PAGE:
AMiNDR: A Month in Neurodegenerative Disease Research

Play Episode Listen Later Jul 27, 2022 25:15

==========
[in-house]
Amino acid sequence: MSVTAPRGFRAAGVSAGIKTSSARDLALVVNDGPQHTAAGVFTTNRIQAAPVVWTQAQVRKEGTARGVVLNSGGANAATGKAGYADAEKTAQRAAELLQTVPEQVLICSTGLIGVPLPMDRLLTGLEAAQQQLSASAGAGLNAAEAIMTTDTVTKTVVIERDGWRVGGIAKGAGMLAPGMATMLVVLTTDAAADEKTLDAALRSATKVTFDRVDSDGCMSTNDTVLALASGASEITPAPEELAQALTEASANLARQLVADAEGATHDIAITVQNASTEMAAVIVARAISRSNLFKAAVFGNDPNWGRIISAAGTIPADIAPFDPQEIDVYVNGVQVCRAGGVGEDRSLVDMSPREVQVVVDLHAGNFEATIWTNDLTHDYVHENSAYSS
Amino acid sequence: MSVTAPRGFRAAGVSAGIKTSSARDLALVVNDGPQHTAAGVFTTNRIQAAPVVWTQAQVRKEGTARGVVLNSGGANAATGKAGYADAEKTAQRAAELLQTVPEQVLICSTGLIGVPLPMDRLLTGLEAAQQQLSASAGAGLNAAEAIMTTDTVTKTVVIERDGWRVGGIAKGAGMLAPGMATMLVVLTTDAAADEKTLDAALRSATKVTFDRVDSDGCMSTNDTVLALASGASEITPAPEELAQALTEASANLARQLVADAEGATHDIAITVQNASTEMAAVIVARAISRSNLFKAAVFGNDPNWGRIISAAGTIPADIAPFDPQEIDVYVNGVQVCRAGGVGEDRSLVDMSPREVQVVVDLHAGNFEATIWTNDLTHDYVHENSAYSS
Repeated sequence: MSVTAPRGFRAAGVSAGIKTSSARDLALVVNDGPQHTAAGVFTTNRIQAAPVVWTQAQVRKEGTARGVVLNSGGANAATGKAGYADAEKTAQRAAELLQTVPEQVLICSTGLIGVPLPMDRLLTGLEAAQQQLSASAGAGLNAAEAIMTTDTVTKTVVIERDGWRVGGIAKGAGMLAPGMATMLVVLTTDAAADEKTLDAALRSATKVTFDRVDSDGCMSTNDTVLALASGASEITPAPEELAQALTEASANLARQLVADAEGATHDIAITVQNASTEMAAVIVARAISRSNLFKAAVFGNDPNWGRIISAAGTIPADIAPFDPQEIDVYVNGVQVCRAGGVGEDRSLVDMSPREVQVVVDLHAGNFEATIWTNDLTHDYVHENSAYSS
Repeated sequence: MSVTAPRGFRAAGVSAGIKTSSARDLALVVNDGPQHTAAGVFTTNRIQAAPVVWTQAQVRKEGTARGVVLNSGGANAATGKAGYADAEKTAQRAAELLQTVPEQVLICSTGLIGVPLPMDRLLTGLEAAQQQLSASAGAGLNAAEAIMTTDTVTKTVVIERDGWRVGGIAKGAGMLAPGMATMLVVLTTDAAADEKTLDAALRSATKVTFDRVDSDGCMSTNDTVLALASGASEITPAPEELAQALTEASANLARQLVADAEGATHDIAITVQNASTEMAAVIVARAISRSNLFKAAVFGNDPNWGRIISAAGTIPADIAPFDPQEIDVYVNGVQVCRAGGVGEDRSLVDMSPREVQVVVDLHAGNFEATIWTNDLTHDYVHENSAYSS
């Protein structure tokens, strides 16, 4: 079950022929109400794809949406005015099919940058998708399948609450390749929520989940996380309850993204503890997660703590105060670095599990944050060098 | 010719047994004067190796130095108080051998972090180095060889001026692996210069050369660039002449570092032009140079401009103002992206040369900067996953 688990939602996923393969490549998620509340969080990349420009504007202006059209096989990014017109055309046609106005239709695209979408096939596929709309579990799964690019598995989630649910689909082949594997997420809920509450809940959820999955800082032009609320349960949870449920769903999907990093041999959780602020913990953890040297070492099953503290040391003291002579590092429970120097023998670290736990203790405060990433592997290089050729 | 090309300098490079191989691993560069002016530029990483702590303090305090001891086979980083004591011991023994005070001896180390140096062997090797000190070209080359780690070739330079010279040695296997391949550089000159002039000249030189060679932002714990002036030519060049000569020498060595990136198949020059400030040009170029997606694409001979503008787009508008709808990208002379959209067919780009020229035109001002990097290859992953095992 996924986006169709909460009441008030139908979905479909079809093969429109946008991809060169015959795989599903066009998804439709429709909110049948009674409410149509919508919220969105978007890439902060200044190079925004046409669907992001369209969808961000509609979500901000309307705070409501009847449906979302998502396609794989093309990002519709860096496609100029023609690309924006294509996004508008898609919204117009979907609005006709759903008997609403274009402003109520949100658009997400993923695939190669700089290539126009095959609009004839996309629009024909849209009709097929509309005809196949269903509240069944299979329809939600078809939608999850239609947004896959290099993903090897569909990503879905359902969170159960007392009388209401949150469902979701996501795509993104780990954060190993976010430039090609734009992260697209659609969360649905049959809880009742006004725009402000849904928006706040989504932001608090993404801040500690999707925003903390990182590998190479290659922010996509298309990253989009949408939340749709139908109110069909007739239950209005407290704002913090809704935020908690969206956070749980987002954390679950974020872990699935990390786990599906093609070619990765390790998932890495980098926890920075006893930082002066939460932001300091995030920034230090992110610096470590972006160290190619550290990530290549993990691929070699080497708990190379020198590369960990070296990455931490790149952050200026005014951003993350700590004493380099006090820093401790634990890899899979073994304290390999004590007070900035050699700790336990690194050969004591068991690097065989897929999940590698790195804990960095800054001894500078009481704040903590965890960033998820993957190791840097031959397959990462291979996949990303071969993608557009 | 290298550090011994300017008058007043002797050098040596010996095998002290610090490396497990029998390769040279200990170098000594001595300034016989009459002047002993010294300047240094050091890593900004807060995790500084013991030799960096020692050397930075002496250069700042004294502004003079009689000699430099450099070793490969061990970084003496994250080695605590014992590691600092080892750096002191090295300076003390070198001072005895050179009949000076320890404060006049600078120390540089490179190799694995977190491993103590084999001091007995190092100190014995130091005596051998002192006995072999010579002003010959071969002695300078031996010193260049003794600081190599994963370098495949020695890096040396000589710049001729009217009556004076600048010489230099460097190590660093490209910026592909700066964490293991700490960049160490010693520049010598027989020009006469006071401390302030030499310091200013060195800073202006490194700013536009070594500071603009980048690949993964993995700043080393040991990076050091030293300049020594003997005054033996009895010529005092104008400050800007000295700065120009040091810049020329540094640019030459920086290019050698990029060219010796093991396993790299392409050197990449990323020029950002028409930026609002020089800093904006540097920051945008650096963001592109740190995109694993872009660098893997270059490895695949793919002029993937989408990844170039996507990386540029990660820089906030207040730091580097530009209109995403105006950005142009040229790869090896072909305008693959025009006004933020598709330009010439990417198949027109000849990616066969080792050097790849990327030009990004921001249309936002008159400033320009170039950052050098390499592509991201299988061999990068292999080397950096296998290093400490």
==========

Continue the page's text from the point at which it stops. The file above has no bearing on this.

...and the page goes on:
In this exciting episode, Judy goes over papers published in May 2022 on the latest research involving cognitive, behavioural and clinical changes in AD. Subjects include sensory processing, mouse models, sleep, and many more!   Sensory Processing (1:45)Mouse Models (5:44)Clinical Treatments (8:34)Sleep (12:59)Other (17:29) -------------------------------------------------------------- To find the numbered bibliography with all the papers covered in this episode, click here, or use the link below:  https://drive.google.com/file/d/1yY6gR2c2e_Big8_Atx_VVb2RqCw6PFZ5/view?usp=sharing To access the folder with ALL our bibliographies, follow this link (it will be updated as we publish episodes and process bibliographies), or use the link below:  https://drive.google.com/drive/folders/1bzSzkY9ZHzzY8Xhzt0HZfZhRG1Gq_Si-?usp=sharing  You can also find all of our bibliographies on our website: www.amindr.com.  -------------------------------------------------------------- Follow-up on social media for more updates! Twitter: @AMiNDR_podcast Instagram: @AMiNDR.podcast Facebook:  AMiNDR Youtube: AMiNDR Podcast LinkedIn: AMiNDR Podcast Email: amindrpodcast@gmail.com -------------------------------------------------------------- Please help us spread the word about AMiNDR to your friends, colleagues, and networks! And if you could leave us a rating and/or review on your streaming app of choice (Apple Podcasts, Spotify, or wherever you listen to the podcast), that would be greatly appreciated! It helps us a lot and we thank you in advance for leaving a review! Don't forget to subscribe to hear about new episodes as they come out too. Thank you to our sponsor, the Canadian Consortium of Neurodegeneration in Aging, or CCNA, for their financial support of this podcast. This helps us to stay on the air and bring you high quality episodes. You can find out more about the CCNA on their website: https://ccna-ccnv.ca/. Our team of volunteers works tirelessly each month to bring you every episode of AMiNDR. This episode was scripted and hosted by Judy Cheng, edited by Chihiro Abe and reviewed by Anusha Kamesh. The bibliography was created by Anjana Rajendran and the wordcloud by Lara Onbasi (www.wordart.com). Big thanks to the sorting team for taking on the enormous task of sorting all of the Alzheimer's Disease papers into episodes each month. For May 2022, the sorters were Sarah Louadi, Christy Yu, Ben Cornish, Eden Dubchak, Kira Tosefsky, Elyn Rowe, and Ellen Koch. Also, props to our management team, which includes Sarah Louadi, Ellen Koch, Naila Kuhlmann, Elyn Rowe, Anusha Kamesh, and Lara Onbasi for keeping everything running smoothly.  Our music is from "Journey of a Neurotransmitter" by musician and fellow neuroscientist Anusha Kamesh; you can find the original piece and her other music on soundcloud under Anusha Kamesh or on her YouTube channel, AKMusic. https://www.youtube.com/channel/UCMH7chrAdtCUZuGia16FR4w -------------------------------------------------------------- If you are interested in joining the team, send us your CV by email. We are specifically looking for help with sorting abstracts by topic, abstract summaries and hosting, audio editing, creating bibliographies, and outreach/marketing. However, if you are interested in helping in other ways, don't hesitate to apply anyways. -------------------------------------------------------------- *About AMiNDR: * Learn more about this project and the team behind it by listening to our first episode: "Welcome to AMiNDR!"